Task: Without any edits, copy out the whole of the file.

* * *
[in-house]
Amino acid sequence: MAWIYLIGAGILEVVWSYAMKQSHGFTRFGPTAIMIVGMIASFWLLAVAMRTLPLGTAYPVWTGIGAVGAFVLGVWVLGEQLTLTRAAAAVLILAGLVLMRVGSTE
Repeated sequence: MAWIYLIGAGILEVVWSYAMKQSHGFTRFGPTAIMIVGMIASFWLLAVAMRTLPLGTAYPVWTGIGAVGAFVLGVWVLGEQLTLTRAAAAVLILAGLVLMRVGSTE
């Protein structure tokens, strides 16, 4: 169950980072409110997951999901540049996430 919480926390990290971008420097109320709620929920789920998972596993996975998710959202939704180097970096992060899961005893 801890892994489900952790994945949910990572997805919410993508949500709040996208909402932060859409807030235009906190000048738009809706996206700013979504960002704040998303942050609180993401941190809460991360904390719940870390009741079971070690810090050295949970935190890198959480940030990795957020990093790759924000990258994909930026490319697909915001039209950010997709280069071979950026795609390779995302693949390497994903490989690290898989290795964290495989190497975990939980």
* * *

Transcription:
[in-house]
Amino acid sequence: MAWIYLIGAGILEVVWSYAMKQSHGFTRFGPTAIMIVGMIASFWLLAVAMRTLPLGTAYPVWTGIGAVGAFVLGVWVLGEQLTLTRAAAAVLILAGLVLMRVGSTE
Repeated sequence: MAWIYLIGAGILEVVWSYAMKQSHGFTRFGPTAIMIVGMIASFWLLAVAMRTLPLGTAYPVWTGIGAVGAFVLGVWVLGEQLTLTRAAAAVLILAGLVLMRVGSTE
């Protein structure tokens, strides 16, 4: 169950980072409110997951999901540049996430 919480926390990290971008420097109320709620929920789920998972596993996975998710959202939704180097970096992060899961005893 801890892994489900952790994945949910990572997805919410993508949500709040996208909402932060859409807030235009906190000048738009809706996206700013979504960002704040998303942050609180993401941190809460991360904390719940870390009741079971070690810090050295949970935190890198959480940030990795957020990093790759924000990258994909930026490319697909915001039209950010997709280069071979950026795609390779995302693949390497994903490989690290898989290795964290495989190497975990939980």